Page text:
To be born again implies a clash. A Christian is always counter-culturing, swimming upstream, and challenging the status quo in order to make a change for the better. This makes the quality of courage absolutely necessary, without courage, the best of intentions will fail; in fact, vision without courage will merely produce a flood of frustration and anger not only at the circumstances of life, but at life and at oneself.
Great suffering makes theologians out of us all. The questions people ask about God in Sunday school rarely measure up to the questions we ask while we are in the hospital. It is true for those stuck in a hospital bed and those stuck in the waiting room. To love someone who is suffering is to learn what real pain is and to discover a depth of life that is unfathomable when everything is going well. Why me? Why now? Why this?
At the beginning of this New Year, I have resolved to quit the journey. That’s right, that crazy linear journey that we call life in America. Almost every day, I wish people well on their journeys, as they wish me well on mine. Sometimes we offer to go withone another at least part of the way. When this is not possible we offer each other provisions for the journey—a book, a song, a tract, a message from the hottest new speaker—without ever really thinking of where, exactly, we think we are going. Sometimes, the destination is heaven. Other times, it is arrival at the right job, the right relationship, the right sense of contentment and peace.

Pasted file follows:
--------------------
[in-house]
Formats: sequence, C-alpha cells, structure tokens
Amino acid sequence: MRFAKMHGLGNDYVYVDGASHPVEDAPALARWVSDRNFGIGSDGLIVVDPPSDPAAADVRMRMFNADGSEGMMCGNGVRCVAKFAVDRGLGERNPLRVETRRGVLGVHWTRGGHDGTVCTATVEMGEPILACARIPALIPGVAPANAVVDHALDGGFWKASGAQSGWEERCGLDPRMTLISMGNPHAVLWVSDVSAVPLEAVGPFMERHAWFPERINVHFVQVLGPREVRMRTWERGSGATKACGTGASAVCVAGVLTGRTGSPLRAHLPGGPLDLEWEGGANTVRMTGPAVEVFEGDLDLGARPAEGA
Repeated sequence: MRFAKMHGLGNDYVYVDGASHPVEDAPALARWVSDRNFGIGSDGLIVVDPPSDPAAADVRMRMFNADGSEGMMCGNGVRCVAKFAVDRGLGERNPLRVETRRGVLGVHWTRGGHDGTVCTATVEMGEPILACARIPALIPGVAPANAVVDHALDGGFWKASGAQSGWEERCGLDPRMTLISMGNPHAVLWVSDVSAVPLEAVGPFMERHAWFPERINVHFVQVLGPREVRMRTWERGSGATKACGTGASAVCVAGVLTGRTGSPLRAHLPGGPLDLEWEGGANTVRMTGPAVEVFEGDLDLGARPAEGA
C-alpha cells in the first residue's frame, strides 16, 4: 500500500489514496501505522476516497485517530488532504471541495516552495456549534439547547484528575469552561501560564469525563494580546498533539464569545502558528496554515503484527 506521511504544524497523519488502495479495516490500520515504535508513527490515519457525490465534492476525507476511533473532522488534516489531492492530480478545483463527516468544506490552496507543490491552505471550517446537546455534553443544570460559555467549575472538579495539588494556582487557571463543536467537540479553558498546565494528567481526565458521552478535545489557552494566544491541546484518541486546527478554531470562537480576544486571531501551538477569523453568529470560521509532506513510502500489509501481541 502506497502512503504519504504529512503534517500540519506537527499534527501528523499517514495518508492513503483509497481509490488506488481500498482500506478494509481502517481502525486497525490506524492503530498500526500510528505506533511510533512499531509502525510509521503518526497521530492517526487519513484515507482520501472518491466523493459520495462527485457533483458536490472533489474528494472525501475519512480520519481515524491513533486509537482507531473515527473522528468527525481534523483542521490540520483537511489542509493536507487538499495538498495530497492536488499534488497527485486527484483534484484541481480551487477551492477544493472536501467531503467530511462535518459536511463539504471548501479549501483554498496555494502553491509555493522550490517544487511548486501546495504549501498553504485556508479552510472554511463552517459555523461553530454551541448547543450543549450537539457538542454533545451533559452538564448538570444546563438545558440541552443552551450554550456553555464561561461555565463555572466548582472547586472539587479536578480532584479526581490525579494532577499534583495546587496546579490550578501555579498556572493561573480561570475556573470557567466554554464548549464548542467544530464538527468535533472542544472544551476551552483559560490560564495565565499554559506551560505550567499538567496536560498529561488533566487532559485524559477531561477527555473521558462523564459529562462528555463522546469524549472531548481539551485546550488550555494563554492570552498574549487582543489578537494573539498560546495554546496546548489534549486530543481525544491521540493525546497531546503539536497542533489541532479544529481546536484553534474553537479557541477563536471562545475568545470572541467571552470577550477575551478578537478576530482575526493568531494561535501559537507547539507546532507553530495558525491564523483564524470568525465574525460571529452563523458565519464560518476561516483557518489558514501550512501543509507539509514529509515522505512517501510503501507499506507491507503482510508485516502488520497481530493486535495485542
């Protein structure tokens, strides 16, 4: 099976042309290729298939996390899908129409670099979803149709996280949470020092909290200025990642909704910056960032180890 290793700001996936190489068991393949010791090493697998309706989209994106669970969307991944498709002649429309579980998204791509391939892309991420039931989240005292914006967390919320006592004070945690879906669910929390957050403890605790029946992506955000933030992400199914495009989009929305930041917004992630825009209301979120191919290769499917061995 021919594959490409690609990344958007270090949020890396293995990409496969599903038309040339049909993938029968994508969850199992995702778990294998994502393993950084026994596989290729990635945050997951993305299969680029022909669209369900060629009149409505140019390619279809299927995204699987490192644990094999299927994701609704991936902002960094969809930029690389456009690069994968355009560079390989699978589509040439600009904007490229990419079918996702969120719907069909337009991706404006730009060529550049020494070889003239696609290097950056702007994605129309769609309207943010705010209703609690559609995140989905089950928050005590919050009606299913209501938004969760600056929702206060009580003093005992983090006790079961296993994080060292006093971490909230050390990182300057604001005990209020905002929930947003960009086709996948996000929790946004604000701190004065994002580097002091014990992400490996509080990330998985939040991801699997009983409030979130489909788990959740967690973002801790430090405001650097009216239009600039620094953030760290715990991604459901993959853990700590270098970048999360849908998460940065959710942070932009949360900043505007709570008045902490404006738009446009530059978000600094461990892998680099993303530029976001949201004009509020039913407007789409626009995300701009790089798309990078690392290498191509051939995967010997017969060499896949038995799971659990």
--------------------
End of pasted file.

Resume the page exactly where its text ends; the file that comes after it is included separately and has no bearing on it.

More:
However differently we envision the ends of our journeys, what we share is the certainty that we are not there yet. How could we be, when we are still so uncomfortable in our skins, so unfulfilled, so clearly less than we were created to be? On the journey, hope takes the shape of knowing that while all of this may be true, there is still more road ahead. As long as God is God, what counts is being on the way, putting one foot ahead of the other with eyes fixed on the distant horizon.